The Hess Family Winery was established during the late 1970s when Swiss bottled-water entrepreneur Donald Hess visited Napa Valley in search of spring water -- but fell in love with wine instead. He changed his life focus, befriended Robert Mondavi, and was among the first Napa winery owners seeking to source grapes from Mount Veeder. Five generations later, Donald has retired but his family succeeds him in running the business.
Today, the family owns wineries in California and Argentina – with more west coast vineyard acquisition planned. Donald has also been an avid art collector and his wineries in Napa, California and Salta, Argentina include his carefully curated collection.
Nicole Carter, Hess Family Wine Estates Director of Winemaking and Chief Marketing Officer was in New York City this week to show some of the wines from the Hess Collection series and talk about exciting news in the winery.
She started by explaining that, by planning the winery’s succession while Donald is still alive, the family is well-situated for a successful transition. She explained that now millennials are at the helm of a 40-year-old business, which provides interesting opportunities to connect with the wine drinkers of tomorrow. Another big change is Nicole’s own recent promotion to Director of Winemaking, Nicole is leading the enterprise in the development of new luxury wines – in other words, they are not aiming to develop more of the under $20 offerings. So Nicole is looking to elevate the offerings of the winery.
And, speaking of elevation, in addition to vineyards on Mount Veeder, the Hess family has historically planted high (harkening to Donald’s Swiss background.) Donald was determined to plant the highest vineyard in the world and today his 10,000 foot high vineyard in the Andes, named Altura Maxima, is in the Guinness Book of World Records.
The wines we tried at the recent tasting included current Napa offerings:
-Hess Collection Estate Grown Chardonnay 2016 – Nicole said she thinks a Napa Valley Chardonnay requires a certain texture and this wine eschews the all-stainless approach that some winemakers have to deliver a definitely Californian Chardonnay – but with restraint. Grown in a cool pocket of Napa near the bay, the wine had refreshing acidity and flavors of crisp apples with a hint of butter. Oak was present but not pervasive, and careful aging included putting only 19% of wine in new French oak. $22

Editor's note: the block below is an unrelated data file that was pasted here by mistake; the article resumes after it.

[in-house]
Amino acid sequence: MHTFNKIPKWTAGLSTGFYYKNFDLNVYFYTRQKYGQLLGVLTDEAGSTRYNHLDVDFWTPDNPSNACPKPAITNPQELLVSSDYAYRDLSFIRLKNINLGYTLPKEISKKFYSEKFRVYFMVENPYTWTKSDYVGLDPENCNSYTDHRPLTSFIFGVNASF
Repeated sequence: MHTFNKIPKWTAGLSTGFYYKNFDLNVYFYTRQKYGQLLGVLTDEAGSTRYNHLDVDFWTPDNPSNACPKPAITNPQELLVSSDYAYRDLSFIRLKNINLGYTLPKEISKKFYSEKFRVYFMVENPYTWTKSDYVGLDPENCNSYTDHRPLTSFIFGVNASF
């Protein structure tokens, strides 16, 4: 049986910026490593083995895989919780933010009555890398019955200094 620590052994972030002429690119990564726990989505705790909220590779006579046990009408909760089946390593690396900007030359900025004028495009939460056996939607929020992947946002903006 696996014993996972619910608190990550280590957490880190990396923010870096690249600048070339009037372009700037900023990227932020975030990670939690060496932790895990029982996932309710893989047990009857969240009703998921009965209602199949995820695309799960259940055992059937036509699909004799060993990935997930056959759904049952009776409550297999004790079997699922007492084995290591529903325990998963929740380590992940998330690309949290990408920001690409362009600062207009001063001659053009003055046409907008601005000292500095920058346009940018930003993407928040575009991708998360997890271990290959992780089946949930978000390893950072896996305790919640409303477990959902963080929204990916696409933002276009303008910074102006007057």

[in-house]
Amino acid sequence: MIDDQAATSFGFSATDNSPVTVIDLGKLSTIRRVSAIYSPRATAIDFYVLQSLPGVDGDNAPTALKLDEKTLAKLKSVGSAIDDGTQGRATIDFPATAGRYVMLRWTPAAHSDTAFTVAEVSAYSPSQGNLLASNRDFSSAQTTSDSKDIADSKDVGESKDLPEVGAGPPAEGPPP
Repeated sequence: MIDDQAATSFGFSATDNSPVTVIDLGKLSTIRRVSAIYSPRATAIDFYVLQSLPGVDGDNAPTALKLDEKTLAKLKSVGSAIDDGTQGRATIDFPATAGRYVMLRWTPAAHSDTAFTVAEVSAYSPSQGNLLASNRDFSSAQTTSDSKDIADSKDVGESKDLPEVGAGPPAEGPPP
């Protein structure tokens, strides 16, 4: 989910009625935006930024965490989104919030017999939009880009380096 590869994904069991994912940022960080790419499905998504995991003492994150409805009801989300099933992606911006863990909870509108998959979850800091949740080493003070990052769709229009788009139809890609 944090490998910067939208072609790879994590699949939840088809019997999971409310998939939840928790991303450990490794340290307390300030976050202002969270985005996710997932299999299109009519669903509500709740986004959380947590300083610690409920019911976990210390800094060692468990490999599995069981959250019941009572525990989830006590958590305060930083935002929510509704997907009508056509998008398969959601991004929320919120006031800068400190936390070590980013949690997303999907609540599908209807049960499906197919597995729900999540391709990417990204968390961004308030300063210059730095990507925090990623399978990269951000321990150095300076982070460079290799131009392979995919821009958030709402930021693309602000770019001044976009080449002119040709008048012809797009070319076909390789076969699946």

- Hess Collection Lion Tamer, Red Blend 2015 – The labeling on this project is distinct, with the family crest symbol of the lion taking on a beautiful, Byzantine feel. Inside the bottle is a surprising blend that includes 50% Malbec, 23% Zinfandel, and five other traditional Bordeaux blend grapes. The result is a big wine with a sweet cherry/blackberry fruit profile and a kick of black pepper. Great with the ribeye we enjoyed at the Tuscany Steakhouse. $45
- Hess Collection Napa Valley “Allomi” Cabernet Sauvignon 2015 – A single vineyard comprised of six different Cabernet clones growing in the hills of northeastern Napa. This rich Cab had a pretty nose of roses, cherries, and leather. On the palate there was black cherry, black currants and black pepper. The wine offered nice acidity and a long finish.
- Hess Collection Mount Veeder Cabernet Sauvignon 2013 – While many Napa Cabs need a good deal of aging for tannins to settle down, this wine isn’t one. In another innovative blending twist, Nicole explains, “Malbec tames tannin.” The addition of 18% Malbec brings a quality of lushness to the often angular Napa Cab structure. This wine had a blackberry nose and intense blackberry flavors on the plate. It was a round, somewhat plush red, rich and full, but without the harshness of a full-on young Cab. Highly recommend. $65
For consumers looking for moderately priced Napa wines at a luxury taste level, look no further than the Hess Collection.